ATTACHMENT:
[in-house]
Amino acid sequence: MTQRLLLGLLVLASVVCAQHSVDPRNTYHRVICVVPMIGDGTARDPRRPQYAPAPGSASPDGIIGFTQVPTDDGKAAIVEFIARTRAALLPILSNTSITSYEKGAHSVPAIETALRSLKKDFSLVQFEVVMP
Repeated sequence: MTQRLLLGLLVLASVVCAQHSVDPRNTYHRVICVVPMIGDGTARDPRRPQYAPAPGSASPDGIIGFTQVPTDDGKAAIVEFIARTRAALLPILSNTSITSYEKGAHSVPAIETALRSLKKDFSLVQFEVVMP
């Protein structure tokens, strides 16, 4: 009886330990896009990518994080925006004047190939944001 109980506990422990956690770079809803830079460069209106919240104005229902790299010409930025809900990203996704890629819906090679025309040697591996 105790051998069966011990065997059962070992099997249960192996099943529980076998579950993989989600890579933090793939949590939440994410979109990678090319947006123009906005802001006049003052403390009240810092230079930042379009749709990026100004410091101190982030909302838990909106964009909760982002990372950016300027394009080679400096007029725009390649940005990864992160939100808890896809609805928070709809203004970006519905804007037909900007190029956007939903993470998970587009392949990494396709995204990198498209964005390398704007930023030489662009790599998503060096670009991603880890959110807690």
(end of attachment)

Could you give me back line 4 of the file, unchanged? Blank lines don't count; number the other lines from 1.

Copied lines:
């Protein structure tokens, strides 16, 4: 009886330990896009990518994080925006004047190939944001 109980506990422990956690770079809803830079460069209106919240104005229902790299010409930025809900990203996704890629819906090679025309040697591996 105790051998069966011990065997059962070992099997249960192996099943529980076998579950993989989600890579933090793939949590939440994410979109990678090319947006123009906005802001006049003052403390009240810092230079930042379009749709990026100004410091101190982030909302838990909106964009909760982002990372950016300027394009080679400096007029725009390649940005990864992160939100808890896809609805928070709809203004970006519905804007037909900007190029956007939903993470998970587009392949990494396709995204990198498209964005390398704007930023030489662009790599998503060096670009991603880890959110807690």